As I stood in the checkout line at my local grocery store on Saturday I almost gasped aloud as the cashier read the total. I couldn’t figure it out. I hadn’t bought anything unusual. Sadly, the total has become the norm rather than the exception lately, as food prices continue to rise. In just the past few months, my grocery bill has increased by $20 each week – and I’m buying the same stuff I always have.
While bemoaning my food price miseries to my friends, they were shocked too, though for entirely different reasons.
“You only pay what each week? I pay almost double that!” was the common reply.
While talking to my husband about this, I realized we really do have a low shopping bill, but a lot of that has to do with some very conscious choices we make about food. I figured I’d share a few of these.
Tip 1: Go Shopping with Your Husband
My husband goes shopping with me every week. Before you get too ahead of yourself thinking that’s so romantic, I think he does it more to check my spending than anything. And it works. Whenever I’m tempted to throw in a bunch of stuff that would be nice, but – let’s be honest – I won’t use when push comes to shove, he asks me to pause and reevaluate if I really need it. He never tells me I can’t get something, but just having someone there to help make decisions makes a big difference.
Another benefit of having a husband with you, besides a nice excuse to hold hands on a really lame, but affordable date, is he knows what the prices are. That way, he won’t complain if you don’t come home with three packages of steak that week.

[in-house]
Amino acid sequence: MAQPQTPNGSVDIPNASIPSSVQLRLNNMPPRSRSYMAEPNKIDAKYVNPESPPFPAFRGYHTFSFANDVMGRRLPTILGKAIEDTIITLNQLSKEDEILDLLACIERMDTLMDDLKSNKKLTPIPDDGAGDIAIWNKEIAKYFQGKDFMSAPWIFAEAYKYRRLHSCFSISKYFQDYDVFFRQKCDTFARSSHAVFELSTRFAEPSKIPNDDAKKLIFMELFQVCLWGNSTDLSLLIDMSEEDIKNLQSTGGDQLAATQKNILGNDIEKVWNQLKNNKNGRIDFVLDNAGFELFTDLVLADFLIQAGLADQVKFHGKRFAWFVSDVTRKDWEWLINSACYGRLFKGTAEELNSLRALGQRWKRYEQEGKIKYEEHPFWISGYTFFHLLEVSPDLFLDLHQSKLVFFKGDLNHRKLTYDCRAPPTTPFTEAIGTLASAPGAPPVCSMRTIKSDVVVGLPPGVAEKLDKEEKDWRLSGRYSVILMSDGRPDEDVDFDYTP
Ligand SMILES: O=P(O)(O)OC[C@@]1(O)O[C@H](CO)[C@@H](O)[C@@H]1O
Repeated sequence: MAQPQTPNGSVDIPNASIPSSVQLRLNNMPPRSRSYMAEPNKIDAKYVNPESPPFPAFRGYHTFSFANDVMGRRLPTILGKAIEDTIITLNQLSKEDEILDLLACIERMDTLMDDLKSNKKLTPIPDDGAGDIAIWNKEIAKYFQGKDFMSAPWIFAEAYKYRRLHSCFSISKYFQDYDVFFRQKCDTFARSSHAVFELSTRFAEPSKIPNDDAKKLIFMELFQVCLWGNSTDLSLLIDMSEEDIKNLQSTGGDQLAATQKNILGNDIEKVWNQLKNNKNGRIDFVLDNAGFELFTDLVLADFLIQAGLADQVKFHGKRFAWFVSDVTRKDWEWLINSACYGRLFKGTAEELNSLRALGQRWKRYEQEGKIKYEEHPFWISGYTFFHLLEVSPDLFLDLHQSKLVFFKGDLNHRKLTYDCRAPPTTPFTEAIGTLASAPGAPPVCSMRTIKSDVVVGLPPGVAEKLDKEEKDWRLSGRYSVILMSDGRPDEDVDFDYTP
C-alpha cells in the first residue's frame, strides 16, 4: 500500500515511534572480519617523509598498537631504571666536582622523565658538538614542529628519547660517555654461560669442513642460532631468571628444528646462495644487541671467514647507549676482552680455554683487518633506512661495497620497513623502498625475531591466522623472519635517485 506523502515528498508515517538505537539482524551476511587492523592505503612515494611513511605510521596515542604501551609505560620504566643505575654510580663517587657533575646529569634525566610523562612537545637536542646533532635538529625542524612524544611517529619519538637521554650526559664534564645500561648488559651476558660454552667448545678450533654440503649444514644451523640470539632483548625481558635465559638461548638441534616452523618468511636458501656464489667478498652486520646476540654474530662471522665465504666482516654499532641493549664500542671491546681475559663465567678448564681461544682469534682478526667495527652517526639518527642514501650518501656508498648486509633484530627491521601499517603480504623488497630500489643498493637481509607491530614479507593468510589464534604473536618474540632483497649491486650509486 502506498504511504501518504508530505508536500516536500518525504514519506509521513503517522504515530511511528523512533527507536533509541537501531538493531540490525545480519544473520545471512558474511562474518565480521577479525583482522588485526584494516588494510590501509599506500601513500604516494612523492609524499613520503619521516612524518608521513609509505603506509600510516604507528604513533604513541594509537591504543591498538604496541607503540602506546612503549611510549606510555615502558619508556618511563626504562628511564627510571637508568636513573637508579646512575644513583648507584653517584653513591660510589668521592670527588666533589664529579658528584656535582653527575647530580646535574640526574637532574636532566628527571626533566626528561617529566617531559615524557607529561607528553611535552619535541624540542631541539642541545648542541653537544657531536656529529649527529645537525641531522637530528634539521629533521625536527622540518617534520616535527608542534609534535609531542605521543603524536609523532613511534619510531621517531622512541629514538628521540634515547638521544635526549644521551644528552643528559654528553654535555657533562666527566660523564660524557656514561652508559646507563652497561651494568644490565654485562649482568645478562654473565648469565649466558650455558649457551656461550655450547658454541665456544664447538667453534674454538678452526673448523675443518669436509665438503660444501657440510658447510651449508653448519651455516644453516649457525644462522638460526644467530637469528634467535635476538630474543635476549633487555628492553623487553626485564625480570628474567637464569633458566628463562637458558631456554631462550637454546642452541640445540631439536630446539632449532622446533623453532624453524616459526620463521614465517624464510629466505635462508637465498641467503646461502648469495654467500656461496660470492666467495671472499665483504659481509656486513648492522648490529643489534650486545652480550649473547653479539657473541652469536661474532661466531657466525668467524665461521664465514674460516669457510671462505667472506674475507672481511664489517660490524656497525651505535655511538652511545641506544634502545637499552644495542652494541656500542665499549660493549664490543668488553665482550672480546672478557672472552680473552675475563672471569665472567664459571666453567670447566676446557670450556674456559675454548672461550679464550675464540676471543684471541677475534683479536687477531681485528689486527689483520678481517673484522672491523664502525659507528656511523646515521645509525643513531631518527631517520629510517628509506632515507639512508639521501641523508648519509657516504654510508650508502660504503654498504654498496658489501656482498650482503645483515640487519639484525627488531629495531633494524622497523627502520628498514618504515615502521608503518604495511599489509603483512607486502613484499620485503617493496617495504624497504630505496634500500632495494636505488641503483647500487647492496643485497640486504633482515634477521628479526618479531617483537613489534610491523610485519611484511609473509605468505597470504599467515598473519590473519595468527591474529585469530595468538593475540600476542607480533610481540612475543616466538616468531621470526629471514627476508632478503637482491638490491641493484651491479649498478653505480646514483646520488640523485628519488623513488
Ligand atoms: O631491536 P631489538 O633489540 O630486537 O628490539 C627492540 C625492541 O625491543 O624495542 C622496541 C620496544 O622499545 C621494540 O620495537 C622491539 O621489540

Tip 2: Plan Your Meals Around the Meat Deals
Most people go to the store with their meals planned out and suck it up and buy the supplies, even if they are expensive. Don’t. Go to the list with a variety of meals in mind, that use a number of different meats. That way, if steak or roast is expensive, go for a pork or chicken meal. If there’s a killer deal on chicken thighs, buy them and make a few meals out of them. Sure, you might not make your favorite meal for a couple weeks, but eventually the meat you want will go on sale and you can make it then.
Tip 3: Limit Your Meats
Meat is the number one food item that can skyrocket your grocery bill. And most men have a strange primeval obsession with it. But, when budgets are tight, one of the first places you can cut is in the meat department. No, I don’t mean a nicer cut of meat. I mean less meat.
I typically only buy a package of chicken once every two or three weeks and freeze it (granted, only my husband and I actually eat the chicken). Unless there’s a good deal on steak or pork, I will usually buy a chub of ground beef and/or a package of bacon. This gets us through the week just fine. Why ground beef and bacon? They are versatile and inexpensive meats that husbands and kids both love. On weeks where the nicer meats are on sale, I don’t buy the ground beef or bacon. It’s all about balance.
Tip 4: Look to Other Meats
When it comes to meat, steak and chicken immediately come to mind, but there are other types of meat that make great meals and are often a great deal. Think fish. Frozen tilapia is delicious, not overly fishy and can be made quickly. Imitation crab meat can be incorporated into a number of meals and is surprisingly affordable. Then, there’s tuna fish and canned chicken (great for chicken salad). These meats may not be part of your repertoire right now, but there are a slew of great recipes online if you want to get started.
Tip 5: Find One Splurge Item